For all its positives, there are some obstacles that blockchain must overcome before it can meet the high expectations of energy experts, especially on the technical side. For instance, blockchain does not currently provide the sufficient bandwidth and throughput needed to make global energy transactions a reality. But don’t despair! Many are working to create blockchain a usable, everyday part of life. This map shows the areas where blockchain research has made headway:

What would a blockchain future look like?

If blockchain technology gets past the current technological barriers, it would significantly alter the energy sector. For one, it would eliminate the need for an electricity retailer, as transactions would happen directly between an energy producer and an energy consumer. This means that a household would be able to buy the energy it needs from a preferred sustainable energy producer. Furthermore, any unused energy by a household could be sold or gifted to a neighbor. The blockchain future is a bright one, and we look forward to it!

the duck curve of renewable energy

The Duck Curve: What is it and what does it mean?

So let’s talk about the duck curve and what it means in the world of renewable energy. But what is the “duck curve?” Does it involve our adorable little animal friends who quack the day away? Well, kinda, but not really.

Put simply, the duck curve is the graphic representation of higher levels of wind and solar on the grid during the day resulting in a high peak load in mid to late evening. The difference in the Duck Curve and a regular load chart is that the duck curve shows two high points of demand and one very low point of demand, with the ramp up in between being extremely sharp. It looks like a duck! Since renewable energy has become more common over the years, the duck curve is appearing more often and is getting worse.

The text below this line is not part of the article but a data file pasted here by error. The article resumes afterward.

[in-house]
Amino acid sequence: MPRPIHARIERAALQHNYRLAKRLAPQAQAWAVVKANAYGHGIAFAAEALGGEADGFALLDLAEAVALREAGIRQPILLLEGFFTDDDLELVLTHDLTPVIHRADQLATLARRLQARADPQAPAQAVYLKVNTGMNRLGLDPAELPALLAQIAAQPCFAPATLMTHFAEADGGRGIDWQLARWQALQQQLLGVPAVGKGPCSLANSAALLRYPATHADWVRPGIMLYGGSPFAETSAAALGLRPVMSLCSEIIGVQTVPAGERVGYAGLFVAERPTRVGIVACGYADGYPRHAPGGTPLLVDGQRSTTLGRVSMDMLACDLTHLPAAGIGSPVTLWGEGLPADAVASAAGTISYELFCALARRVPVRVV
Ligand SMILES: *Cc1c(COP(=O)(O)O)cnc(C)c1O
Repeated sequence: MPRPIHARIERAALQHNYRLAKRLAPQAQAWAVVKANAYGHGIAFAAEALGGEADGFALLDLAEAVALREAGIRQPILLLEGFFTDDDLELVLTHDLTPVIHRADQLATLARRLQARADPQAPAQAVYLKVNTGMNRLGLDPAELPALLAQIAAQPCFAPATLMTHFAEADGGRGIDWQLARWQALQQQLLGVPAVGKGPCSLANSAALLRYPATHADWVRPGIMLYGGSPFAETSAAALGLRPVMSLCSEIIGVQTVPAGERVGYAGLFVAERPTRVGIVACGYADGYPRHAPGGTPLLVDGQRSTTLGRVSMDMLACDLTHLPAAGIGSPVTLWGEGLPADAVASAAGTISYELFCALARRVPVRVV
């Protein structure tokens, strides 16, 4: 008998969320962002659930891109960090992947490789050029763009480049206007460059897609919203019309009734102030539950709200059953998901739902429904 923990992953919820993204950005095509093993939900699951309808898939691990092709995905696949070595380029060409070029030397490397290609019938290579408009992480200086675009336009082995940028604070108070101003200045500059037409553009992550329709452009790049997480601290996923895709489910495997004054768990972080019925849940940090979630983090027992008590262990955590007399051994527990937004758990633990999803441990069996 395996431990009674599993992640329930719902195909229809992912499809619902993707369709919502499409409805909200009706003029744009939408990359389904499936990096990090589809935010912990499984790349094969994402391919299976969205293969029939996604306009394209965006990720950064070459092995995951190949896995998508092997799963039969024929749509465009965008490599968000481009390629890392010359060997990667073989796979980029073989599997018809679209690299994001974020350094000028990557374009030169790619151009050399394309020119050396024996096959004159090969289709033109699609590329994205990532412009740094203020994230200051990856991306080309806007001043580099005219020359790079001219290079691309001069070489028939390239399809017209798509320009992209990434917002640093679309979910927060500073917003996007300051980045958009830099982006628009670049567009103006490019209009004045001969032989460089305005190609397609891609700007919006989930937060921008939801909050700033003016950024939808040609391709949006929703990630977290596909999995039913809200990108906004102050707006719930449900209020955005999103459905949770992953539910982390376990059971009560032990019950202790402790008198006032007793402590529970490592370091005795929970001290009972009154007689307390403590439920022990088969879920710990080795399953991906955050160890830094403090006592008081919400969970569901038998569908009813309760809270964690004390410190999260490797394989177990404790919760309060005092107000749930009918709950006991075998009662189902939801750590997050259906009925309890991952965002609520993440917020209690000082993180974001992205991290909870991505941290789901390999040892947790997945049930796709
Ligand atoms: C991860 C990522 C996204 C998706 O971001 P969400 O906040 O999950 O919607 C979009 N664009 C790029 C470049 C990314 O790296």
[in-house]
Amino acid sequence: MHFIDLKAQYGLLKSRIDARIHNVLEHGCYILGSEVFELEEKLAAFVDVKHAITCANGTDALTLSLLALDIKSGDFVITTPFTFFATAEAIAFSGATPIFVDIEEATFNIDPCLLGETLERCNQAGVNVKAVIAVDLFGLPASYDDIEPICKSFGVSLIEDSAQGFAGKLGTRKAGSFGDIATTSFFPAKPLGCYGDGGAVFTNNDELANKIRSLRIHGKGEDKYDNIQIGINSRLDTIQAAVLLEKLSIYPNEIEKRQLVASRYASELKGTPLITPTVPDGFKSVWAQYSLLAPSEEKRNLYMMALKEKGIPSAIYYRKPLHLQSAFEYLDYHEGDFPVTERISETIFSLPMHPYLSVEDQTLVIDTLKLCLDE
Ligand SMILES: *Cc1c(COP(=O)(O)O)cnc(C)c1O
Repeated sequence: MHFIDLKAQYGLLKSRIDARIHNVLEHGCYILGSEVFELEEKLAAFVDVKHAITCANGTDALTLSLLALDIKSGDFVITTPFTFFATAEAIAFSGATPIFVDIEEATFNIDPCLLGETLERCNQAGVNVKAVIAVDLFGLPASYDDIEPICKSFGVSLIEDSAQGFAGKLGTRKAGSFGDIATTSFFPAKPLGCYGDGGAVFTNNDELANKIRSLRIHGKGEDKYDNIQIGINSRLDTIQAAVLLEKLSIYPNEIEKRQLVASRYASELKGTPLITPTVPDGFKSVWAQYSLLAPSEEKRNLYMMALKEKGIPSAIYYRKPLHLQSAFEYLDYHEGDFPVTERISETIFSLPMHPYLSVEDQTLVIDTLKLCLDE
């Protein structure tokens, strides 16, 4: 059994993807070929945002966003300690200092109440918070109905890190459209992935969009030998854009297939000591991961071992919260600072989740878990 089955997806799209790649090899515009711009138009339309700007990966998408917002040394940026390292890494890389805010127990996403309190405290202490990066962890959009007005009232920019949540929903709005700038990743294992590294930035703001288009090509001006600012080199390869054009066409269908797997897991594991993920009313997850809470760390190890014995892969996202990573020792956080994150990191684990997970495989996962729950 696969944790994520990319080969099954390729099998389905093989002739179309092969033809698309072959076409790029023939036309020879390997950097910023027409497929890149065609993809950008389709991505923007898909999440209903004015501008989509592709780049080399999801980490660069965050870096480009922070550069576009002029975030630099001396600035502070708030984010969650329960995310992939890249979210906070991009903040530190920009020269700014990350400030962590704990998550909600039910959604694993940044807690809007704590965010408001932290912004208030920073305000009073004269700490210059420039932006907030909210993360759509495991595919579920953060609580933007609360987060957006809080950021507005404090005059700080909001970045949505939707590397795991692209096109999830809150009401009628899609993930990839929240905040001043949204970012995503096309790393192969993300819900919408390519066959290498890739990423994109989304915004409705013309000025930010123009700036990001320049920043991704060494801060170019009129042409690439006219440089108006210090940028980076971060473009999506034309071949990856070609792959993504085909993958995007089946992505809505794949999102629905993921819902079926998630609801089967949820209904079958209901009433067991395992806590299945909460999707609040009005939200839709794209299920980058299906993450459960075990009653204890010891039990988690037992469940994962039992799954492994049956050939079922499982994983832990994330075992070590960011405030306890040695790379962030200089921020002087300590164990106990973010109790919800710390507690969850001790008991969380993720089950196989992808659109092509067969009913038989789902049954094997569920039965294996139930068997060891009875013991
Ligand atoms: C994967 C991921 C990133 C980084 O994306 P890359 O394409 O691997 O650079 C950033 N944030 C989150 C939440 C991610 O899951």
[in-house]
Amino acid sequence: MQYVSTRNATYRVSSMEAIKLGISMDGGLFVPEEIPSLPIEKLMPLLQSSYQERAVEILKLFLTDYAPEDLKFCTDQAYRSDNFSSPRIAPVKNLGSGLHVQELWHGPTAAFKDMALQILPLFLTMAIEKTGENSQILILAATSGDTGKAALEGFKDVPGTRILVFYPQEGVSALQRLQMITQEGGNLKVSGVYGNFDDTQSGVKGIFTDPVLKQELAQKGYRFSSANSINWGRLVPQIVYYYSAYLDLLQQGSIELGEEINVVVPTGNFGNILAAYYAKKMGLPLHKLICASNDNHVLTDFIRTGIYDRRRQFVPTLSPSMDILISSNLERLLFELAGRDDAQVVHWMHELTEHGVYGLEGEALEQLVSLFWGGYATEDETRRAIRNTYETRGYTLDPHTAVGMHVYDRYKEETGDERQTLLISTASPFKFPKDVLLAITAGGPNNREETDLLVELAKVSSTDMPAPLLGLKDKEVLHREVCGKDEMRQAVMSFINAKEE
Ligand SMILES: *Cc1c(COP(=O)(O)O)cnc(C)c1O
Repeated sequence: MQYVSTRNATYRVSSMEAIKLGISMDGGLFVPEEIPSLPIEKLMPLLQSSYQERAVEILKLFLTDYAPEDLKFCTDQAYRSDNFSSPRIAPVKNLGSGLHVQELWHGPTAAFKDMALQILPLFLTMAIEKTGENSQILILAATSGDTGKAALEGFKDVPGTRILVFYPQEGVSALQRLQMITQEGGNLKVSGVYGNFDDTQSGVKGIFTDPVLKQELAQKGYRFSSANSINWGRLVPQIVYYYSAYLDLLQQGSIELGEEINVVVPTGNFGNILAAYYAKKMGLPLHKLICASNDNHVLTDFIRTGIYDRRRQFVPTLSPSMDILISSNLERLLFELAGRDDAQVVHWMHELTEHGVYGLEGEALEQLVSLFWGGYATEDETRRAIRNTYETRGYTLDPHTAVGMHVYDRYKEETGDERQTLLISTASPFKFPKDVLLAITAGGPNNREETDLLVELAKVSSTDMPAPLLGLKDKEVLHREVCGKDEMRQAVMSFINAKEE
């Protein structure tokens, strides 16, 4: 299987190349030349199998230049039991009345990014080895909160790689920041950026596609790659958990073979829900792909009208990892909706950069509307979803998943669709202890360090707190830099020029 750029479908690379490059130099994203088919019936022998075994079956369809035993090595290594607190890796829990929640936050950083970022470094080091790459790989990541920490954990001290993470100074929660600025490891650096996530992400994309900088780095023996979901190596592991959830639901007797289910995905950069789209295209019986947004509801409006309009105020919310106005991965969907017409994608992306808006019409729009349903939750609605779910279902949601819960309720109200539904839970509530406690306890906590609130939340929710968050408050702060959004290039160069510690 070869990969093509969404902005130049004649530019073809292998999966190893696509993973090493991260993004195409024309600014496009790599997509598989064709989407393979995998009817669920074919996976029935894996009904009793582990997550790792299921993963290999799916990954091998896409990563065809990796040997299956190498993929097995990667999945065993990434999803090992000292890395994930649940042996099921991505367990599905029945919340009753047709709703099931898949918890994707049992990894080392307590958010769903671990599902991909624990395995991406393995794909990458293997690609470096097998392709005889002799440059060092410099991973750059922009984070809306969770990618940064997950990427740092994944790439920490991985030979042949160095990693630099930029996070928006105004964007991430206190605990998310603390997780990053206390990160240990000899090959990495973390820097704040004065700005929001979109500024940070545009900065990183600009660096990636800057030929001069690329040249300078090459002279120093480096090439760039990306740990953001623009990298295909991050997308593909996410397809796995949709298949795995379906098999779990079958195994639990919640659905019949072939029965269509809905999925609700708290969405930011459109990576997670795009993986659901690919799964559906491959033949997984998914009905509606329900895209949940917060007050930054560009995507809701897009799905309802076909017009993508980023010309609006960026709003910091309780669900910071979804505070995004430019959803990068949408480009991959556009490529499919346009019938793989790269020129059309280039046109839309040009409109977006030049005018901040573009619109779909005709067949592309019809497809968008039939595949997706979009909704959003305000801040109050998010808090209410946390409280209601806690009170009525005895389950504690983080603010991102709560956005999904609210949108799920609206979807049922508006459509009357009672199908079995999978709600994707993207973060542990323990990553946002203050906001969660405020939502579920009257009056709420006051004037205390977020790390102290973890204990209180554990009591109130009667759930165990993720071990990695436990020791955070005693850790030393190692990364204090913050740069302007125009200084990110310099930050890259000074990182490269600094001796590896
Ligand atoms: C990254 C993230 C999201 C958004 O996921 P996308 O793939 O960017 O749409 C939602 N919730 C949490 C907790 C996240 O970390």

Let’s look at an example of what the duck curve looks like:

 

The duck curve, explained.

As you can see, this chart shows the electric load of the California Independent System Operator (ISO), just think the California grid, on an average spring day. The lines show the net load—the demand for electricity minus the supply of renewable energy—with each line representing a different year, from 2012 to 2020. The chart also shows that energy demand reaches its peak in the morning (between 6 A.M. and 9 A.M.) and afternoon times (between 6 P.M. and 9 P.M). This demand shows that people need more energy as they get prepared for work or school in the morning and when they come home from work or school in the afternoon.

Let’s look at lines 2012 and 2017, for example. Comparatively, the 2012 line is much more smoother than the 2017 line. This is because the feed of a renewable power supply has not yet been introduced. By slowly integrating solar energy, the demand for electricity from the electrical grid becomes smaller and smaller. However, the renewable energy source is not enough to meet the demand in its entirety, especially in those peaks hours that I referenced earlier. So the electric grid is left to pick up the slack, which can sometimes be problematic.

Why is a duck causing problems?